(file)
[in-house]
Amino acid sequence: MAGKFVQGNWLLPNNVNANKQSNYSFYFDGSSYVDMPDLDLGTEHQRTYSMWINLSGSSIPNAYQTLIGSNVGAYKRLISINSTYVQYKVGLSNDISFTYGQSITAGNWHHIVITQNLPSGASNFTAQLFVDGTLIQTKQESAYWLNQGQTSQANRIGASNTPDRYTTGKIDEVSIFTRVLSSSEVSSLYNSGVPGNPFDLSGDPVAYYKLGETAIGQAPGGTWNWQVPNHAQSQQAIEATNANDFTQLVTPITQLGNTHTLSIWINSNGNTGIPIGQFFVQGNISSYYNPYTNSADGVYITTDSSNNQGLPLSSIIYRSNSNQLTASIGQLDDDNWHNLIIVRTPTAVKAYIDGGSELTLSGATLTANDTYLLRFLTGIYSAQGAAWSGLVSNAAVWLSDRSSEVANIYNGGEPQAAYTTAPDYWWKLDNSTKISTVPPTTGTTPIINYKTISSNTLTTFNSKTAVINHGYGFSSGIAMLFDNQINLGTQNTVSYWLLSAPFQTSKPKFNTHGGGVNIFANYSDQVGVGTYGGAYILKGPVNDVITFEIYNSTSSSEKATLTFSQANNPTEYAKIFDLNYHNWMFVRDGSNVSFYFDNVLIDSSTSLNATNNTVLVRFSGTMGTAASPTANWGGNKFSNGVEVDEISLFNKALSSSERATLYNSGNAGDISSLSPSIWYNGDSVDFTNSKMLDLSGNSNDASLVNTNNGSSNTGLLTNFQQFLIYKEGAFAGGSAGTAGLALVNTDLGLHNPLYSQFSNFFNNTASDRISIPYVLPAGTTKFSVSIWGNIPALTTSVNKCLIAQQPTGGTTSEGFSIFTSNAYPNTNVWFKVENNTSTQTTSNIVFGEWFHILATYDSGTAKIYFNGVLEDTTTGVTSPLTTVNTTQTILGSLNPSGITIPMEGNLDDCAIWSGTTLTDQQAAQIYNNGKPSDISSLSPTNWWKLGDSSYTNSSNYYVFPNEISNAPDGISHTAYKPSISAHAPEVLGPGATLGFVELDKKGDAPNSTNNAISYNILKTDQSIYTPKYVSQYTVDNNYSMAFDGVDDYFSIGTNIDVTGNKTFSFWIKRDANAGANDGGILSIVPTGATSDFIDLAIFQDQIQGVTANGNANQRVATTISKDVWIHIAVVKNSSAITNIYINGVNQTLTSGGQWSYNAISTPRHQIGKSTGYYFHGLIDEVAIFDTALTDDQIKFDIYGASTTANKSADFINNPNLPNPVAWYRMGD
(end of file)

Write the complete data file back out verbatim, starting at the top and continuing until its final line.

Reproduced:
[in-house]
Amino acid sequence: MAGKFVQGNWLLPNNVNANKQSNYSFYFDGSSYVDMPDLDLGTEHQRTYSMWINLSGSSIPNAYQTLIGSNVGAYKRLISINSTYVQYKVGLSNDISFTYGQSITAGNWHHIVITQNLPSGASNFTAQLFVDGTLIQTKQESAYWLNQGQTSQANRIGASNTPDRYTTGKIDEVSIFTRVLSSSEVSSLYNSGVPGNPFDLSGDPVAYYKLGETAIGQAPGGTWNWQVPNHAQSQQAIEATNANDFTQLVTPITQLGNTHTLSIWINSNGNTGIPIGQFFVQGNISSYYNPYTNSADGVYITTDSSNNQGLPLSSIIYRSNSNQLTASIGQLDDDNWHNLIIVRTPTAVKAYIDGGSELTLSGATLTANDTYLLRFLTGIYSAQGAAWSGLVSNAAVWLSDRSSEVANIYNGGEPQAAYTTAPDYWWKLDNSTKISTVPPTTGTTPIINYKTISSNTLTTFNSKTAVINHGYGFSSGIAMLFDNQINLGTQNTVSYWLLSAPFQTSKPKFNTHGGGVNIFANYSDQVGVGTYGGAYILKGPVNDVITFEIYNSTSSSEKATLTFSQANNPTEYAKIFDLNYHNWMFVRDGSNVSFYFDNVLIDSSTSLNATNNTVLVRFSGTMGTAASPTANWGGNKFSNGVEVDEISLFNKALSSSERATLYNSGNAGDISSLSPSIWYNGDSVDFTNSKMLDLSGNSNDASLVNTNNGSSNTGLLTNFQQFLIYKEGAFAGGSAGTAGLALVNTDLGLHNPLYSQFSNFFNNTASDRISIPYVLPAGTTKFSVSIWGNIPALTTSVNKCLIAQQPTGGTTSEGFSIFTSNAYPNTNVWFKVENNTSTQTTSNIVFGEWFHILATYDSGTAKIYFNGVLEDTTTGVTSPLTTVNTTQTILGSLNPSGITIPMEGNLDDCAIWSGTTLTDQQAAQIYNNGKPSDISSLSPTNWWKLGDSSYTNSSNYYVFPNEISNAPDGISHTAYKPSISAHAPEVLGPGATLGFVELDKKGDAPNSTNNAISYNILKTDQSIYTPKYVSQYTVDNNYSMAFDGVDDYFSIGTNIDVTGNKTFSFWIKRDANAGANDGGILSIVPTGATSDFIDLAIFQDQIQGVTANGNANQRVATTISKDVWIHIAVVKNSSAITNIYINGVNQTLTSGGQWSYNAISTPRHQIGKSTGYYFHGLIDEVAIFDTALTDDQIKFDIYGASTTANKSADFINNPNLPNPVAWYRMGD